“Separation” Exhibition of Cappadocian costumes at the Mohammed Ali’s Museum

30 May 2024
 - 30 June 2024


Location: Mohammed Ali’s Museum view map

Schedule: Thursday to Monday, 10:00-14:30

About the exhibition

One only word can describe, even after 100 years, the drama of the Great Exodus of 1924: separation – ayrilik. Separation from the ancestral land, the home and belongings, the neighbours and beloved ones, separation from the mountains and rivers of the land you knew, from the ruins and churches, separation from the myths and dreams that nurtured you for centuries. The explicit decision brought the uprooting of Christians from Anatolia – Cappadocia, and of Muslims from Greece.

A century later, the painful separation comes to mind again in the exhibition at the Mohammed Ali’s Museum, on display from May 30 to June 30, 2024. The “Kaplani” collection of the Nazianzos Center for Cappadocian Studies, with original costumes of the 18th, 19th and early 20th centuries, highlights the various world of the East. The exhibition leads to a journey to the Ottoman Cappadocia just before the exchange of populations, to a wedding invitation, a final meeting of the inhabitants – Orthodox and Catholic Christians, Muslims, Jews, Evangelicals, Armenians, Syrians, as well as a few government officials and diplomats from European countries or the East, who brought fashion from the urban centers. The exhibition tries to reunite those who left with those who stayed.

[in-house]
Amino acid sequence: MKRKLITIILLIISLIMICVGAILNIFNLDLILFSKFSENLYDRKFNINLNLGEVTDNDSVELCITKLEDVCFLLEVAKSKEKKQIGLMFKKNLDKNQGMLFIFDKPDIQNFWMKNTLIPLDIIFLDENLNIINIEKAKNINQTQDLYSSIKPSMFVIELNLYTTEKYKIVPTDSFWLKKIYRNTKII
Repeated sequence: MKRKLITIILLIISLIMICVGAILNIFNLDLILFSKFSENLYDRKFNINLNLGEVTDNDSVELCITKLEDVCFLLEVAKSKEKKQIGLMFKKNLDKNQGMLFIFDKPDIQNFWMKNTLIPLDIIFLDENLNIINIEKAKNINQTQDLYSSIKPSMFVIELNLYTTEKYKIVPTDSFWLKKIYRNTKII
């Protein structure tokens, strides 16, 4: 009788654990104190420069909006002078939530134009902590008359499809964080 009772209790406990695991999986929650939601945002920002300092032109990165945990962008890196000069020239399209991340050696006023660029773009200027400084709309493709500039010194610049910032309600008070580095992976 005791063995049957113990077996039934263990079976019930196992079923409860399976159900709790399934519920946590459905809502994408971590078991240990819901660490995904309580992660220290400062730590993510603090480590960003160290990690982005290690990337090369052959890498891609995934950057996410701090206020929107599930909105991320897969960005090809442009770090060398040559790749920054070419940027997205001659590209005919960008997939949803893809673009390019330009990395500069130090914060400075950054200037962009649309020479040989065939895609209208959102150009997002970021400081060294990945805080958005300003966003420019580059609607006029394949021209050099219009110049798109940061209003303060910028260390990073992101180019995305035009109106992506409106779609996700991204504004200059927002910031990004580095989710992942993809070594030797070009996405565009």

The Cappadocian costume, sign of identity, race, origin and class, characterized, united and at the same time diversified the religious groups. The season, the prosperity or poverty, the joy or mourning can be recognised from the costume, and further the timeless dialogue of cultures, the impact of the international trade, the early industrial development and the influence of machines on patterns and threads. Guided by the weave, colors and patterns of the dresses, we search for the identities and cultural background of their owners.

The action is implemented with the cooperation of the MOHA Research Center, the Center for Cappadocian Studies of Nea Karvali and the Necmettin Erbakan University of Iconium, Turkey.